Read A Girl's Best Friend Online

Authors: Kristin Billerbeck

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A Girl's Best Friend

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a girl’s
best friend

Other Books by Kristin Billerbeck

Ashley Stockingdale novels
What a Girl Wants
She’s Out of Control
With This Ring, I’m Confused

Spa Girl Series
She’s All That
A Girl’s Best Friend
Calm, Cool, and Adjusted

Split Ends

a girl’s
best friend

kristin billerbeck

© 2006 by Kristin Billerbeck.

All rights reserved. No portion of this book may be reproduced, stored in a retrieval system, or transmitted in any form or by any means—electronic, mechanical, photocopy, recording, scanning, or other—except for brief quotations in critical reviews or articles, without the prior written permission of the publisher.

Published in Nashville, Tennessee, by Thomas Nelson. Thomas Nelson is a registered trademark of Thomas Nelson, Inc.

Published in association with Yates & Yates, www.yates2.com.

Thomas Nelson, Inc., titles may be purchased in bulk for educational, business, fund-raising, or sales promotional use. For information, please e-mail [email protected]

Unless otherwise noted, Scripture quotations are taken from the King James Version. Public domain.

Scripture quotations marked NIV are from the HOLY BIBLE: NEW INTERNATIONAL VERSION
®
. © 1973, 1978, 1984 by International Bible Society. Used by permission of Zondervan Publishing House. All rights reserved.

Library of Congress Cataloging-in-Publication Data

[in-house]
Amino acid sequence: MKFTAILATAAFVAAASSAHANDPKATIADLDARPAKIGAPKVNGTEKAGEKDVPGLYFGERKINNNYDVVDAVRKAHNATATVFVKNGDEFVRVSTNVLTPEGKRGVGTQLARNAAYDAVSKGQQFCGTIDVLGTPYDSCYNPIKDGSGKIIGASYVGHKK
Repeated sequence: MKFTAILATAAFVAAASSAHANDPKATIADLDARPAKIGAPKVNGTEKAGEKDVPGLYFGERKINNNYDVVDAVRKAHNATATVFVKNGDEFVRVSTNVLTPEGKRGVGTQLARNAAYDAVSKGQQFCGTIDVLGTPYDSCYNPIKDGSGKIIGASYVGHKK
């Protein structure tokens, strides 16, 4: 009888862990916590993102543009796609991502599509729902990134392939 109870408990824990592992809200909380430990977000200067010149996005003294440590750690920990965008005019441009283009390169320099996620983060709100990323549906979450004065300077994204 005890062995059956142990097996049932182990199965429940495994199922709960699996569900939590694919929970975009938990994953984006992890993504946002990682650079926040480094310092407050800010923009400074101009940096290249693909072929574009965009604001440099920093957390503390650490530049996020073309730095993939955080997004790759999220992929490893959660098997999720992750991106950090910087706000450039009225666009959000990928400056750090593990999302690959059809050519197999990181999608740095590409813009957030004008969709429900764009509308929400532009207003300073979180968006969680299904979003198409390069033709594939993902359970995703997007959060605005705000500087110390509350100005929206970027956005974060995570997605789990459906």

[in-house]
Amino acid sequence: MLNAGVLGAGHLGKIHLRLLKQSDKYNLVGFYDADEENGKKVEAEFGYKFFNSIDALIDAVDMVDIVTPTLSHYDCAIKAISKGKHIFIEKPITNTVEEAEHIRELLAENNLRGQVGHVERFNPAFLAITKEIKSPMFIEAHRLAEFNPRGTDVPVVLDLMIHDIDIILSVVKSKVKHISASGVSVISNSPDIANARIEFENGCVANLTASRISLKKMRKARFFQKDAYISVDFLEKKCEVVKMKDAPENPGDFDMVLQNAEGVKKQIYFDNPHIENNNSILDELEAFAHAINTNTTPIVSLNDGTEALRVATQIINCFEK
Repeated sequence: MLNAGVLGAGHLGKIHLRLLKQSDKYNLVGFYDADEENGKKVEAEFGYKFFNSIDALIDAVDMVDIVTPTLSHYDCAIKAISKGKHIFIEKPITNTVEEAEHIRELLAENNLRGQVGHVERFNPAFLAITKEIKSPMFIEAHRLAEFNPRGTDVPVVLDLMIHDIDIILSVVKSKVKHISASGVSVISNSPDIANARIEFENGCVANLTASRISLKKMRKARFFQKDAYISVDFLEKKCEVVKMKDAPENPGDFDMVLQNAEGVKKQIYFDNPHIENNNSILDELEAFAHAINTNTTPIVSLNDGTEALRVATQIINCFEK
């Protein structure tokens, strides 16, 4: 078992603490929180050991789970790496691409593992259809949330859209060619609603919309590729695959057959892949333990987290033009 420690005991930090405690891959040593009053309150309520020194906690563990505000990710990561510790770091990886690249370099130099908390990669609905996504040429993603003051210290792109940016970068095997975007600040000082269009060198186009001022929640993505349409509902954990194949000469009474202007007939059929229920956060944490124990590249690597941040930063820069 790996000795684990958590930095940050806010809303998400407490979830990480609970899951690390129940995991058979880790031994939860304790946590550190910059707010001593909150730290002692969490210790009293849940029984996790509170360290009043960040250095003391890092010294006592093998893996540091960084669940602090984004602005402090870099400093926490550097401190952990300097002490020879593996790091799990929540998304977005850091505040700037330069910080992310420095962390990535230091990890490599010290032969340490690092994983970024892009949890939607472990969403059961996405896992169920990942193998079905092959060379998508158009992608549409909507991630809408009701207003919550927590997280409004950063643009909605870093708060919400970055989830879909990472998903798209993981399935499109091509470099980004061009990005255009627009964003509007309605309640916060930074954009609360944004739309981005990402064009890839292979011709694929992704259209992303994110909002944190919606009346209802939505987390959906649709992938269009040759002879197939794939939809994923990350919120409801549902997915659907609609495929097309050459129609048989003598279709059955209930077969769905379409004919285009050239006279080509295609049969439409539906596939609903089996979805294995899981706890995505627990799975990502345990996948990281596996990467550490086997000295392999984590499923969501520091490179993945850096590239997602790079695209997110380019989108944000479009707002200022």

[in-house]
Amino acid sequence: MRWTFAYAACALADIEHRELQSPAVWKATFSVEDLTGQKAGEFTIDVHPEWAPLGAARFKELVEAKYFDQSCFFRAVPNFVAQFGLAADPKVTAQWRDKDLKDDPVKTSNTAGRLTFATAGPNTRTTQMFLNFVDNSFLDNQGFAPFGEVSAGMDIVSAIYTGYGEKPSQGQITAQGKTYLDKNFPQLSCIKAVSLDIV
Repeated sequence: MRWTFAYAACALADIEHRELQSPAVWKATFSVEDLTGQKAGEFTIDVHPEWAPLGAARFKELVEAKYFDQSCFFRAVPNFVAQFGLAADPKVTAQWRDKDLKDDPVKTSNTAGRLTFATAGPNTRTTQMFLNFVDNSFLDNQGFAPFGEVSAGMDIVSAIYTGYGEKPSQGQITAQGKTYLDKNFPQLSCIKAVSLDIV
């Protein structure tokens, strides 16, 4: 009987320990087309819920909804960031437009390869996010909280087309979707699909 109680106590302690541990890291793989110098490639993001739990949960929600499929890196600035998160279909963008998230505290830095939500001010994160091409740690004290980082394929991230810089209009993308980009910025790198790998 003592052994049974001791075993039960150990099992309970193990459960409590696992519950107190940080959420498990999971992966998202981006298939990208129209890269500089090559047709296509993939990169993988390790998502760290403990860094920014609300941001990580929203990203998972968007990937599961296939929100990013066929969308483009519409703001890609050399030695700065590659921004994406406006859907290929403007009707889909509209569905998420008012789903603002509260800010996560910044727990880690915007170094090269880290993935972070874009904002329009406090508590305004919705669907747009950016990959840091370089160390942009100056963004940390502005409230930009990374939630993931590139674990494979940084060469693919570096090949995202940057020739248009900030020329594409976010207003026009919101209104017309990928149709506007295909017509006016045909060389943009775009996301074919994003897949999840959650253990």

Billerbeck, Kristin.
A girl's best friend / by Kristin Billerbeck.
p. cm. — (Spa Girls collection)
ISBN 978-1-59145-329-1 (trade paper)
ISBN 978-1-59554-375-2 (repak)
1. Socialites—Fiction. 2. Rich people—Fiction. 3. San Francisco (Calif.)—Fiction. I. Title. II. Series.
PS3602.I44G57 2006
813'.54—dc22

2005030300

Printed in the United States of America
08 09 10 11 RRD 9 8 7 6 5 4 3 2 1

Contents

Dedication

Acknowledgments

chapter 1

chapter 2

chapter 3

chapter 4

chapter 5

chapter 6

chapter 7

chapter 8

chapter 9

chapter 10

chapter 11

chapter 12

chapter 13

chapter 14

chapter 15

chapter 16

chapter 17

chapter 18

chapter 19

chapter 20

chapter 21

chapter 22

chapter 23

chapter 24

chapter 25

chapter 26

chapter 27

chapter 28

chapter 29

chapter 30

chapter 31

chapter 32

chapter 33

chapter 34

chapter 35

Dedication

To Jeffrey Yao, who keeps my handbag “issue” from becoming one, and to his wife, my great friend, Jackie Yao. She is my voice of reason, the antonym of me, and I’m so thrilled we’re friends. One can’t replace a friend who’s willing to meet you at Pho Hoa every time you’re in town, nor one who tells you that you are incredibly wrong when you are. With all the college degrees between them, you’d think they’d be smart enough not to hang out with me. Love you guys!

Acknowledgments

Once again, I must thank my posse of support: My critique group of Colleen Coble, Denise Hunter, and Diann Hunt. My agent, Jeana Ledbetter. And special thanks to Leslie Peterson for editing this manuscript.

“I am come that they might have life, and
that they might have it more abundantly.”

John 10:10

chapter 1

T
here are plenty of fish in the sea. But really, there’s not. It’s not just our imaginations. It would be great if decent men were as plentiful as jumping salmon in a rushing river, but they aren’t. For every Mr. Darcy (and he’s married, incidentally) there are a hundred Mr. Wickhams. Or in more contemporary terms, for every one of Colin Firth, there are several thousand Hugh Grants. The odds are against us. But what can I say—I’m a romantic, and I can’t abandon the fantasy of Prince Charming altogether. What girl with a heart can? I mean, I’m not asking to feed the five thousand; I just want one good fish!

I should give up the dream. Especially now, when common